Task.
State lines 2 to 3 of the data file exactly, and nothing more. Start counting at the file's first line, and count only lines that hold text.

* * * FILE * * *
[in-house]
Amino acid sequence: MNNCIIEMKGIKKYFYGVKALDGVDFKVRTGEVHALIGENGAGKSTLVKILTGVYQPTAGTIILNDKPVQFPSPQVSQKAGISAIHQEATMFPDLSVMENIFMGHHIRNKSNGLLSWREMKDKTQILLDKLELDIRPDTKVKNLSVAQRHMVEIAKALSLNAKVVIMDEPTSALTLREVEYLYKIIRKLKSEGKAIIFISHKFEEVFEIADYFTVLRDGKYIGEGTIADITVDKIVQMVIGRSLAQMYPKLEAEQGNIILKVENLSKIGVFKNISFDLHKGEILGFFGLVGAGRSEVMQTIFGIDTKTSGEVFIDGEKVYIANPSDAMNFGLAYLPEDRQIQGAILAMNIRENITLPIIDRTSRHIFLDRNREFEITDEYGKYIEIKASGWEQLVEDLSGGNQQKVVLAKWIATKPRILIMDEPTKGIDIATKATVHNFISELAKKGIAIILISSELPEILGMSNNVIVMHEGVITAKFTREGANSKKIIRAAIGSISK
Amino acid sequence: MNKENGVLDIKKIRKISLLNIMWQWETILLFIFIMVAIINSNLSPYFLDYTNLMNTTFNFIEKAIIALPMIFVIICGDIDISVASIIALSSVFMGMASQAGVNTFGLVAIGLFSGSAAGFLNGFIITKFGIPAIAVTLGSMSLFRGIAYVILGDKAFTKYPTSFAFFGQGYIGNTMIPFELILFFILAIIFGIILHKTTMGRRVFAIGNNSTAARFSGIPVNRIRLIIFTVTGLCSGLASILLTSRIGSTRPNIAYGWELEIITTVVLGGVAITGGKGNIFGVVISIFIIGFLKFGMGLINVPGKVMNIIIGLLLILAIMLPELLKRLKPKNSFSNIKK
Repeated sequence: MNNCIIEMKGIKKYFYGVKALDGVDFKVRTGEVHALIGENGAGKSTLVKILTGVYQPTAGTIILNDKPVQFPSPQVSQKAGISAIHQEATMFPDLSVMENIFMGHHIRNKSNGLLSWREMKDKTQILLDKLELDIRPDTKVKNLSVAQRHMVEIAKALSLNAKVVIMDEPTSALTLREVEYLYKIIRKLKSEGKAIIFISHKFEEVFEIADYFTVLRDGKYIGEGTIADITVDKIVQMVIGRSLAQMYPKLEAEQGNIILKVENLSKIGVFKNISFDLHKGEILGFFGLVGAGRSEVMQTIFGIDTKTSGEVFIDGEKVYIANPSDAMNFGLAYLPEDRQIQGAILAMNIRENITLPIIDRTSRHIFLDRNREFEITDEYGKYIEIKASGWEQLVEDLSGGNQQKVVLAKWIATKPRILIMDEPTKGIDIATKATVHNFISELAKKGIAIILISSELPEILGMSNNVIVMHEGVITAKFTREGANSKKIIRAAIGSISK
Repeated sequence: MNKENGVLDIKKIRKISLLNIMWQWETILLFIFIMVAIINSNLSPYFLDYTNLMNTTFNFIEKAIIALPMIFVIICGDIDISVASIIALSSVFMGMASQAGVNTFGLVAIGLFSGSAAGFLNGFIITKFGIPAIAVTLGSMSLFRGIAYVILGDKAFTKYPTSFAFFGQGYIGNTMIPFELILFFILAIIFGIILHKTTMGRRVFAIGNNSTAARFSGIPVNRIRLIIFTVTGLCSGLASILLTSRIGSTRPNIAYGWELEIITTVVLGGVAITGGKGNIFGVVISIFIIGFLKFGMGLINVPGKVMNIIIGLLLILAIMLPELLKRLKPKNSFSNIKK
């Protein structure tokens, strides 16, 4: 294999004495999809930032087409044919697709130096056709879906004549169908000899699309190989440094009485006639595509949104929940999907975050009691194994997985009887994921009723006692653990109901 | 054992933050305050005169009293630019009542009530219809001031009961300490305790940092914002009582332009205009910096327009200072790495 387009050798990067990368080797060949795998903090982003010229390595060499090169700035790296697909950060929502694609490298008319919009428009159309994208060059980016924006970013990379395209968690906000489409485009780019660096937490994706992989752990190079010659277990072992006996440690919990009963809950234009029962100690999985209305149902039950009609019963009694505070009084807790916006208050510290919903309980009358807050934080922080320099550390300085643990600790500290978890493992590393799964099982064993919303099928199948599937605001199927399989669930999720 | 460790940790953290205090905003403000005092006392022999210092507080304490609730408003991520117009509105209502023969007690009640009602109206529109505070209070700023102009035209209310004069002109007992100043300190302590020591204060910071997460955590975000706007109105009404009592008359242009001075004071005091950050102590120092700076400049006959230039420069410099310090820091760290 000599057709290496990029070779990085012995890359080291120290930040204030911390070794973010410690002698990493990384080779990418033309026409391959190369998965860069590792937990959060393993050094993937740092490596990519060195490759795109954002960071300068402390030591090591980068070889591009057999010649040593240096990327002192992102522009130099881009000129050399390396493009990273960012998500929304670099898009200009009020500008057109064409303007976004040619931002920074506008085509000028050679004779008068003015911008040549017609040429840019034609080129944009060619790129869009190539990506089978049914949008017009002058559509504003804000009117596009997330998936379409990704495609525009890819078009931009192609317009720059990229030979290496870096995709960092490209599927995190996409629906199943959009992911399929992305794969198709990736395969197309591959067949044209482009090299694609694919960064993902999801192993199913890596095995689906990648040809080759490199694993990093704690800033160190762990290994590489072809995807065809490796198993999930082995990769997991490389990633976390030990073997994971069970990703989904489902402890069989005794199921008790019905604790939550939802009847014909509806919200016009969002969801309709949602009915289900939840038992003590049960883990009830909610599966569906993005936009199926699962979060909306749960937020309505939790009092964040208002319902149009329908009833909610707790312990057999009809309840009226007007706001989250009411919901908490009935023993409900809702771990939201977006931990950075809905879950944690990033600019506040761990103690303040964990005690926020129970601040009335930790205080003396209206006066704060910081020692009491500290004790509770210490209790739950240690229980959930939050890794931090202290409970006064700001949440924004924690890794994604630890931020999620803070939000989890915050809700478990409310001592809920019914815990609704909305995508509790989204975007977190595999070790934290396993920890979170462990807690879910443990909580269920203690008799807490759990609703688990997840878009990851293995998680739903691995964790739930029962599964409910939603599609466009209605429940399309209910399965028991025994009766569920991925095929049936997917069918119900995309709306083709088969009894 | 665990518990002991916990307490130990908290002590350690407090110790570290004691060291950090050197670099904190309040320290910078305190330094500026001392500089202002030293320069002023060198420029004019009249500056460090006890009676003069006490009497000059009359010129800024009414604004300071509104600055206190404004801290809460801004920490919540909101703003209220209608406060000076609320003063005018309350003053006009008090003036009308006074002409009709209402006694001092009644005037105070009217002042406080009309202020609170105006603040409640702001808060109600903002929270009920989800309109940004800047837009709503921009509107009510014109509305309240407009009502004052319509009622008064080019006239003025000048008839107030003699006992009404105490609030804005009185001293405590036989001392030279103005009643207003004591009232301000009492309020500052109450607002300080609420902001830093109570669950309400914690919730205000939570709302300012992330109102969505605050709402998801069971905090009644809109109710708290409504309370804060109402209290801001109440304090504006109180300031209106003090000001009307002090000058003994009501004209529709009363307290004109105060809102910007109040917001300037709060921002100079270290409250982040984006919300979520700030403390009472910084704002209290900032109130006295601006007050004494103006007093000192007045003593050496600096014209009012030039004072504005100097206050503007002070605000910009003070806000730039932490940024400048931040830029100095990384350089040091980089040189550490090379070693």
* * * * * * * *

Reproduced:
Amino acid sequence: MNNCIIEMKGIKKYFYGVKALDGVDFKVRTGEVHALIGENGAGKSTLVKILTGVYQPTAGTIILNDKPVQFPSPQVSQKAGISAIHQEATMFPDLSVMENIFMGHHIRNKSNGLLSWREMKDKTQILLDKLELDIRPDTKVKNLSVAQRHMVEIAKALSLNAKVVIMDEPTSALTLREVEYLYKIIRKLKSEGKAIIFISHKFEEVFEIADYFTVLRDGKYIGEGTIADITVDKIVQMVIGRSLAQMYPKLEAEQGNIILKVENLSKIGVFKNISFDLHKGEILGFFGLVGAGRSEVMQTIFGIDTKTSGEVFIDGEKVYIANPSDAMNFGLAYLPEDRQIQGAILAMNIRENITLPIIDRTSRHIFLDRNREFEITDEYGKYIEIKASGWEQLVEDLSGGNQQKVVLAKWIATKPRILIMDEPTKGIDIATKATVHNFISELAKKGIAIILISSELPEILGMSNNVIVMHEGVITAKFTREGANSKKIIRAAIGSISK
Amino acid sequence: MNKENGVLDIKKIRKISLLNIMWQWETILLFIFIMVAIINSNLSPYFLDYTNLMNTTFNFIEKAIIALPMIFVIICGDIDISVASIIALSSVFMGMASQAGVNTFGLVAIGLFSGSAAGFLNGFIITKFGIPAIAVTLGSMSLFRGIAYVILGDKAFTKYPTSFAFFGQGYIGNTMIPFELILFFILAIIFGIILHKTTMGRRVFAIGNNSTAARFSGIPVNRIRLIIFTVTGLCSGLASILLTSRIGSTRPNIAYGWELEIITTVVLGGVAITGGKGNIFGVVISIFIIGFLKFGMGLINVPGKVMNIIIGLLLILAIMLPELLKRLKPKNSFSNIKK